Traditionally, many organizations have ensured talent by partnering
with colleges and universities to influence HR curriculum content.
These days, only 26% of high-performance organizations see such
partnerships as an effective way to ensure availability of future HR
Instead of hiring graduates with HR degrees, companies are training
internally for HR knowledge, or simply hiring based on necessary
competencies. Two-thirds (66%) of high-performance organizations
develop HR talent internally through HR-specific development programs
to prepare HR leaders with needed competencies for the future, compared
to only half of lower performers. Meanwhile, 57% of high performers
(versus 43% of low performers) say that they hire talent with the
required competences that will be needed in the future.
“My preference is to find the right talent that has the
capabilities and grow it,” explains Mark Blankenship, SVP and
Chief Administrative Officer for Jack in the Box. “There are
other variables that affect success: culture fit, for instance, things
that are not technical skills. You can find that raw talent and grow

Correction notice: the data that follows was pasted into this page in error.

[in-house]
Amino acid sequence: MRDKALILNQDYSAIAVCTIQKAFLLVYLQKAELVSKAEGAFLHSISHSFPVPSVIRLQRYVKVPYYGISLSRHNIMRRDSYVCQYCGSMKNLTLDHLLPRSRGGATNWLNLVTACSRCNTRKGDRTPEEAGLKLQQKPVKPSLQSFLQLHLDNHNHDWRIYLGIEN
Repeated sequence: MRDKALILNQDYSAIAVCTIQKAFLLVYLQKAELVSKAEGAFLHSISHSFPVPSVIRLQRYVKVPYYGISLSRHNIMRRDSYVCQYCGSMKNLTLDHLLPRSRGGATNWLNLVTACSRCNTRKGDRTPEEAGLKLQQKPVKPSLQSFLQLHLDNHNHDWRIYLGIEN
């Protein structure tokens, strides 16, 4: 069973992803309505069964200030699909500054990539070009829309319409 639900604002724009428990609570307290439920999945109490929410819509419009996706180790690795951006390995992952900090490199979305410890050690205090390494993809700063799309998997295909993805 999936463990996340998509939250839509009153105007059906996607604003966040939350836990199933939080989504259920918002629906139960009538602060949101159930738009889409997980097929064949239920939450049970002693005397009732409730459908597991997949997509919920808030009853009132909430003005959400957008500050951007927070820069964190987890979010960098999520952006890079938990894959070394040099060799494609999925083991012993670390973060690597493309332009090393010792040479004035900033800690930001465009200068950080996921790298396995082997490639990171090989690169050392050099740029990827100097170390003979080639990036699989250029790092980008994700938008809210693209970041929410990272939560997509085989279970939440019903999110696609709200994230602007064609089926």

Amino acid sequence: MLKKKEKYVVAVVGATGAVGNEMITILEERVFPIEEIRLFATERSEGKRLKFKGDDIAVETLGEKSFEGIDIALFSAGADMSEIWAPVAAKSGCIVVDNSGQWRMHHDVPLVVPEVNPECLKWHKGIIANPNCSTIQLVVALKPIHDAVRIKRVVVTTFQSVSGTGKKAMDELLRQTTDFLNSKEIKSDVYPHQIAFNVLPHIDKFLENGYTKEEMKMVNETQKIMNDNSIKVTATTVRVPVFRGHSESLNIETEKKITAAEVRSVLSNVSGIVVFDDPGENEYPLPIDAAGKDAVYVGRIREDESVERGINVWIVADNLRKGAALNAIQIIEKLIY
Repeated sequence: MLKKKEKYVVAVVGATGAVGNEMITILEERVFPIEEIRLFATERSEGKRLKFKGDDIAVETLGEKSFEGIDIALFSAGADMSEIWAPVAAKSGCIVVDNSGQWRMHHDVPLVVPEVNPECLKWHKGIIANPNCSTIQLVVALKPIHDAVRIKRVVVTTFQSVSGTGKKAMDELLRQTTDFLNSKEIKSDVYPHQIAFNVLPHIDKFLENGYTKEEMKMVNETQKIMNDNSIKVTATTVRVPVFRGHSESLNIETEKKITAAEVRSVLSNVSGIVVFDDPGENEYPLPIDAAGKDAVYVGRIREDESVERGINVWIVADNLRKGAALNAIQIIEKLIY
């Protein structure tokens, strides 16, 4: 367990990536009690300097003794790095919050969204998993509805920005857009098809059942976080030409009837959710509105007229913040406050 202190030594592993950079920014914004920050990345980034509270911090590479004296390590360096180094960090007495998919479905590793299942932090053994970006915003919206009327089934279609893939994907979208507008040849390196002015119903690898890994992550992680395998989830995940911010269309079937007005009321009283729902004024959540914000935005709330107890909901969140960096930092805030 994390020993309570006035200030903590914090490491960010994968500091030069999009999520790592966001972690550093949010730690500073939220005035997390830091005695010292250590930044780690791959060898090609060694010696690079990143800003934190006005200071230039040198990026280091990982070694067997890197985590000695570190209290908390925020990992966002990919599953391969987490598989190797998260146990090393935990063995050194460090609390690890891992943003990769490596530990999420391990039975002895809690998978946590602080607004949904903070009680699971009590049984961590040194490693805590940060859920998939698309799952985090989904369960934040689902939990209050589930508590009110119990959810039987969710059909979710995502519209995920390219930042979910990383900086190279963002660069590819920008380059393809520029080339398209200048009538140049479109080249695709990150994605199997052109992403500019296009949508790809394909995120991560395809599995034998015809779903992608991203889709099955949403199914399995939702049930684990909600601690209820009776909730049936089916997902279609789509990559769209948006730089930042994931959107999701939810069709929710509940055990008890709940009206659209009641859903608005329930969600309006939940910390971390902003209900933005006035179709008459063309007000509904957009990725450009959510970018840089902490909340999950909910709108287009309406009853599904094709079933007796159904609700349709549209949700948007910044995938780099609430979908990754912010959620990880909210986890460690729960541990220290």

it. It may not come into HR, but other parts of the organization."
The question of competencies and high-level skills needed to become an
HR leader is answered in the new i4cp report The Future of HR - The
Transition to Performance Advisor, available exclusively to i4cp
As the role of the HR professional transforms into a more strategic
one, organizations are realizing the importance of choosing future
talent with more of an emphasis on strategic competencies, rather than
looking for those with a vast knowledge of HR.
Mara Swan, the CHRO of ManPower Group, looks for a strategic mindset in
job candidates: "What I’ve been looking for is the right
mindset. I’d like to see more marketing people, IT people,
finance, line and HR people together on a team. I create groups to work
on projects – they think differently and work well together
to solve business problems.”
According to research participants, the abilities to think and act
strategically are extremely important competencies to have, and they
will be even more important five years from now. Currently, 71% percent
of high performers and 62% of low performers view strategic thinking as
one of the most important competencies for HR professionals, with 73%
and 71% respectively indentifying it as the most important in five
Furthermore, half of high-performing organizations believe that
strategy execution is currently one of the most important competencies
for HR professionals―a view shared by only 35% of low-performing
companies―but both see it as important five years from now, with
expectations increasing to 62% for high performers and 60% for low
performers, a 53% increase for that group.
To learn more about what CHRO's and other HR professionals are saying
about the future of HR, download the full report.